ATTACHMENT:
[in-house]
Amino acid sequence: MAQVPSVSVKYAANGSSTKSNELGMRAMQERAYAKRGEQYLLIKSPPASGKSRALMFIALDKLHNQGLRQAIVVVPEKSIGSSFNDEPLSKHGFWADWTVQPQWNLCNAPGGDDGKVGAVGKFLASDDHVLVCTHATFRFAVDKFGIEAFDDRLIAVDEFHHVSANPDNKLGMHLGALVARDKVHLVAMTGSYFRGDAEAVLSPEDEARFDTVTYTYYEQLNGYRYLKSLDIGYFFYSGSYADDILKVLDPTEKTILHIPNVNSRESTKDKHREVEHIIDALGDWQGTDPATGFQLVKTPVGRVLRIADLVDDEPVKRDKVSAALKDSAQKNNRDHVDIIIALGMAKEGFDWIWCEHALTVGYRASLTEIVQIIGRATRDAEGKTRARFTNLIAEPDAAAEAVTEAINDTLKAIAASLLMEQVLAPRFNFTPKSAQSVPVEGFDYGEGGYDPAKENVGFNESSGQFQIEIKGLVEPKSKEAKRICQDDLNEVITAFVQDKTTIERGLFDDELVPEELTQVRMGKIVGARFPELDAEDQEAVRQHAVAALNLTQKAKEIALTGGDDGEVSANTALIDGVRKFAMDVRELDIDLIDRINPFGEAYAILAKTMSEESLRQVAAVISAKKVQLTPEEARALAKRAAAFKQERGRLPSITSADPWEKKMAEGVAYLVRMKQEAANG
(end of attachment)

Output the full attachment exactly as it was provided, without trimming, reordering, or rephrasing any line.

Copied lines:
[in-house]
Amino acid sequence: MAQVPSVSVKYAANGSSTKSNELGMRAMQERAYAKRGEQYLLIKSPPASGKSRALMFIALDKLHNQGLRQAIVVVPEKSIGSSFNDEPLSKHGFWADWTVQPQWNLCNAPGGDDGKVGAVGKFLASDDHVLVCTHATFRFAVDKFGIEAFDDRLIAVDEFHHVSANPDNKLGMHLGALVARDKVHLVAMTGSYFRGDAEAVLSPEDEARFDTVTYTYYEQLNGYRYLKSLDIGYFFYSGSYADDILKVLDPTEKTILHIPNVNSRESTKDKHREVEHIIDALGDWQGTDPATGFQLVKTPVGRVLRIADLVDDEPVKRDKVSAALKDSAQKNNRDHVDIIIALGMAKEGFDWIWCEHALTVGYRASLTEIVQIIGRATRDAEGKTRARFTNLIAEPDAAAEAVTEAINDTLKAIAASLLMEQVLAPRFNFTPKSAQSVPVEGFDYGEGGYDPAKENVGFNESSGQFQIEIKGLVEPKSKEAKRICQDDLNEVITAFVQDKTTIERGLFDDELVPEELTQVRMGKIVGARFPELDAEDQEAVRQHAVAALNLTQKAKEIALTGGDDGEVSANTALIDGVRKFAMDVRELDIDLIDRINPFGEAYAILAKTMSEESLRQVAAVISAKKVQLTPEEARALAKRAAAFKQERGRLPSITSADPWEKKMAEGVAYLVRMKQEAANG